Dear Friends and Fellow Pilgrims,
It is a great grace to be writing to you from a place of deep rest and wonder in the middle of sabbatical! I’m writing with a brief update on the time thus far and also with great thanksgiving. Yes, thank you for your prayers for me and our family! It’s been so good and I’ll share a bit more about that below. And yes, thank you to the Coracle board for creating this time and to Jeff and our whole team who make it possible. It’s a great gift and exciting to know that Coracle is not only in good hands in my absence, but even moving strongly forward over this summer. Thanks to each one of you who has donated to the Sabbatical Fund to help us with some of our costs, it means so much! And thanks be to God who started meeting me deeply before the first day was even over!
My time started April 16 with 5 days at Mepkin Abbey, a Trappist monastery in South Carolina. The time there was so very rich with God that as I was driving away at the end of the week I wrote, “This sabbatical could be over right now and I would have gotten what I needed!” There’s lots to say about that time, but for now I’ll just say that God is utterly gorgeous, vibrant, very alive, very present to me and to you, and amazing. Also during that week our offer was accepted on a lovely house in Falls Church, VA and we got word about the availability of a perfect ministry space in south Arlington, both spaces for me site unseen. Jeff recently wrote about that here, and again God is truly remarkable, as are God’s human hands who made those things possible while I was in a monastery 500 miles away!
Then after several weeks at Corhaven that included some hiking, fly-fishing, and spending good time with the family, I went out to Wyoming and Colorado for 10 days for more hiking and fly-fishing, and this time being with friends new and old. (In this photo: At almost 9,000 feet above Encampment, Wyoming thanks to Refuge.) It’s hard not to encounter God in the mountains of the American West, and God met me powerfully there too in the beauty of nature and the beauty of all people and every created thing (which is everything).
In early June, Tara and I left with the kids for six weeks in Europe, mostly in Italy and Greece (specifically Crete) with a little bit of London at the end to see dear friends. At the time of this writing we’re about a week in, having just finished our time in Rome and Assisi, both of which were incredible. For a guy like me, visiting such places (like St. Peter’s Basilica – see photo) is sort of like my Disneyland. It’s so refreshing to be swimming in the context of the ancient and global church, and more so to be constantly swimming in the loving presence of Jesus and the shining glory of God, wherever you are. The whole sabbatical so far has felt like that, and I expect the rest will be like that, and I want to live a whole life like that.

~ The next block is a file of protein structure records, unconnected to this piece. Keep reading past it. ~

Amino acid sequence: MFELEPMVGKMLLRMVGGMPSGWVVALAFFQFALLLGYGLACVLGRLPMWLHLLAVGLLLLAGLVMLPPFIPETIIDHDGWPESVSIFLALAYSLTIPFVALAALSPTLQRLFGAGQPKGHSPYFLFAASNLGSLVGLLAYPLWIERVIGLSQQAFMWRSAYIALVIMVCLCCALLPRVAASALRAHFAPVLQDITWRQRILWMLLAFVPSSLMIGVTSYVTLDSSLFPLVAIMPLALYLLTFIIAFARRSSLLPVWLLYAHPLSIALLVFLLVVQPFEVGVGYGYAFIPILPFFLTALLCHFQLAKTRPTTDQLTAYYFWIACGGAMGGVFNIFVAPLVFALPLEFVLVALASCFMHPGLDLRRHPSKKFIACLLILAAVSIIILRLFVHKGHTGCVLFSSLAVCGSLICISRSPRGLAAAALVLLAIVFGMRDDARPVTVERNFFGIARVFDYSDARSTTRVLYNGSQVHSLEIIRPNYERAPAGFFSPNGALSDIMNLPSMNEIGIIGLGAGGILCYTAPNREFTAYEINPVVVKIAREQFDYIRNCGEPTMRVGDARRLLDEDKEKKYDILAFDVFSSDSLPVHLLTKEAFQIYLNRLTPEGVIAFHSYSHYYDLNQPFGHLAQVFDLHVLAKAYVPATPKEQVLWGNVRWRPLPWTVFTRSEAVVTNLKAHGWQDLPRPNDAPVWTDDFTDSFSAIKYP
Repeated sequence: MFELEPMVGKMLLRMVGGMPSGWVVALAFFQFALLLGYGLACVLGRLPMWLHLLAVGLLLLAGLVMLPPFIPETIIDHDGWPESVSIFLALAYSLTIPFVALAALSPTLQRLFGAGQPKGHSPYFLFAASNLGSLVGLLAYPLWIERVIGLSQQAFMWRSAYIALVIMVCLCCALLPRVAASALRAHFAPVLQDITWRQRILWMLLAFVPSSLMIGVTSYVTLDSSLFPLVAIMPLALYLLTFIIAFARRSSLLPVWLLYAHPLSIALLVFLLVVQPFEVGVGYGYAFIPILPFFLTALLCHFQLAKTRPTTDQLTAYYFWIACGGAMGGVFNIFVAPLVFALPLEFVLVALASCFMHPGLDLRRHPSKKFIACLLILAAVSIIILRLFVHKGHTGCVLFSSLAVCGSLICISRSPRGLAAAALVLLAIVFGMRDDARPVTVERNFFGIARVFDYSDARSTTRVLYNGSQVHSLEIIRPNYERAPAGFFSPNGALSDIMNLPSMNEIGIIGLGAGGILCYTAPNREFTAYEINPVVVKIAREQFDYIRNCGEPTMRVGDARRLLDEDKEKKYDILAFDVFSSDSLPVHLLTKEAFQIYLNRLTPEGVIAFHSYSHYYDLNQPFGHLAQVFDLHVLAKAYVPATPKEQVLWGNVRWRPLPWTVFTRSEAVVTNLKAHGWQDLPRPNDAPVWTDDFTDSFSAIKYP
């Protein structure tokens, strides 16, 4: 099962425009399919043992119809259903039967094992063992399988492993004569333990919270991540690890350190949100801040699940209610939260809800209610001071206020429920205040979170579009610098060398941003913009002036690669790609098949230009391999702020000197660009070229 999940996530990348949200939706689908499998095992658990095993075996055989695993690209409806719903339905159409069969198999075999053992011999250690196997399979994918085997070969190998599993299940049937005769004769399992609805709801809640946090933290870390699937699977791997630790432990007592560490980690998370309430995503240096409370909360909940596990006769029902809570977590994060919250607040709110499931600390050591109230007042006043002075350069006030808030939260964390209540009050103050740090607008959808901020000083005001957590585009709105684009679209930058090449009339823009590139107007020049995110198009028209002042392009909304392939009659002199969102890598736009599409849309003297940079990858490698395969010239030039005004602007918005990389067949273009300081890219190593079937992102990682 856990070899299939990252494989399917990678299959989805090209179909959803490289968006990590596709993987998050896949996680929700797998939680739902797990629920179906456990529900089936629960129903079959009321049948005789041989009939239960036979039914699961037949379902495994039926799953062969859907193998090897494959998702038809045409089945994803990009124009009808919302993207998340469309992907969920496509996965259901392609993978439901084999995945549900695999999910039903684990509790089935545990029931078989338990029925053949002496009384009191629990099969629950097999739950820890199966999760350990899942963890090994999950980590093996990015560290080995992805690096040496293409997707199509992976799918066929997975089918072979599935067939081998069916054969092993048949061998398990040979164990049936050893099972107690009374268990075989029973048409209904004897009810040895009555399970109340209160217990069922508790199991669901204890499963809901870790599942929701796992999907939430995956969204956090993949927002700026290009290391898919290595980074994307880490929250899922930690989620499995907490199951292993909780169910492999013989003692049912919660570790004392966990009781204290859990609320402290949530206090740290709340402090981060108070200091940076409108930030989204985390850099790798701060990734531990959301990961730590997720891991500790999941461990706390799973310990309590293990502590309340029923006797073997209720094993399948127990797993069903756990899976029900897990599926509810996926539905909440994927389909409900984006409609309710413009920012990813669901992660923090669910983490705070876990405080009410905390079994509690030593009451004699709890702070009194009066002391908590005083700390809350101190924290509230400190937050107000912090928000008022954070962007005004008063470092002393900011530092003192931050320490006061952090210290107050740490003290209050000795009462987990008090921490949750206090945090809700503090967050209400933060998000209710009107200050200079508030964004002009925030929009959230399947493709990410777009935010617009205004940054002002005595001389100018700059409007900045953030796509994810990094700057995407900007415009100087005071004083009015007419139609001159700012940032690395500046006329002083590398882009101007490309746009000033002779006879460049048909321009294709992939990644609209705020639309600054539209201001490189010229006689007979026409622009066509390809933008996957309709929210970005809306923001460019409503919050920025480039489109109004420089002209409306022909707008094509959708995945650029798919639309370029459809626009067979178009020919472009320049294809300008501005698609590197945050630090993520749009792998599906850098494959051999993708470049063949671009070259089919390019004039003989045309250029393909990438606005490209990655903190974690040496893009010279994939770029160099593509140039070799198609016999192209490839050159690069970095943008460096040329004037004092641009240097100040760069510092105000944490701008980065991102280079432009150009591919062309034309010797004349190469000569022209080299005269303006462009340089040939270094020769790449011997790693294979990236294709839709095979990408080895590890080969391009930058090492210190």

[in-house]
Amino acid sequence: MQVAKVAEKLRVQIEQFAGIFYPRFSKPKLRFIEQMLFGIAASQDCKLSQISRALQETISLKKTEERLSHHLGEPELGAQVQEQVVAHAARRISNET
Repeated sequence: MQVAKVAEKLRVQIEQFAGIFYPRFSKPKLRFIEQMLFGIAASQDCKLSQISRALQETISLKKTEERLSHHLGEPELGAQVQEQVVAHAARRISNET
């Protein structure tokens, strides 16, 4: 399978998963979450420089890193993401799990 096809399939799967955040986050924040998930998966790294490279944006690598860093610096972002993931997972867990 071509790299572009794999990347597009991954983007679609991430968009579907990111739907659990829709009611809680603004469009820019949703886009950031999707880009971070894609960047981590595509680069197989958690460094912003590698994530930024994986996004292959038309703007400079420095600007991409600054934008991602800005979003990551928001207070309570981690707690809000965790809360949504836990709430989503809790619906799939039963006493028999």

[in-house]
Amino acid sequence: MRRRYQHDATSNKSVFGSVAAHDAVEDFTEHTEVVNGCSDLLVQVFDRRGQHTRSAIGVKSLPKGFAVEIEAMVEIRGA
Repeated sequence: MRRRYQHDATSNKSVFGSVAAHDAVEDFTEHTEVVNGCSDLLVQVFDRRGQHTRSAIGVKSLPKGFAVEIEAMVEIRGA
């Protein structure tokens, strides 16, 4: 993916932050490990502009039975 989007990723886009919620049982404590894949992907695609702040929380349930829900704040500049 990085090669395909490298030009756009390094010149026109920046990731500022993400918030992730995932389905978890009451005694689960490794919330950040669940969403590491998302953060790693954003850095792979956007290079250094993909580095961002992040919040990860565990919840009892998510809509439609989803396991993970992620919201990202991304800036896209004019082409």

Near the end of July I’ll head out to New Mexico for a week with a dear friend for (wait for it…) more hiking, fly-fishing, and three days at Christ in the Desert, another Trappist monastery as the last thing, as it was the first thing.
And then our family will move the first week of August, and our next journey will begin. I’m very excited about that. God has been so clear and so faithful, as Jeff will say, “God’s paved the road in front of us”, and it feels like it.
Upon returning, throughout the fall, and likely into next year, I look forward to putting into writing or speaking some of the experiences and insights that have come since the sabbatical began. For now I’ll simply say it’s been more than I could have asked or imagined in terms of the breadth and depth with how God has met me, pretty much constantly.
I’d offer by way of suggestion the first book I read in mid-April, which helped light the fire that this sabbatical has been, The Love That is God by Frederick Bauerschmidt. It’s simple, pure, beautiful, and true. He opens with this, “Being a Christian is difficult. It is difficult because love that goes all the way to the cross is difficult, both to receive and to give.”
Thanks again friends for your prayers during this season of rest. I’m grateful, God is so very good, and I’m super excited to return in August to the thrilling journey that’s in front of Coracle, and I look forward to doing that with you.
On the journey,
PS: On the very first night of sabbatical, I got to know a new (dead) friend thanks to an introduction by Margot Eyring. Will Campbell was a remarkable and courageous Civil Rights leader from Mississippi, totally motivated by his love of Jesus, his commitment to Scripture, and recognizing the image of God in _every_ human being, including Klan members. There’s a lot about this guy that I’d love to live into more fully and consistently.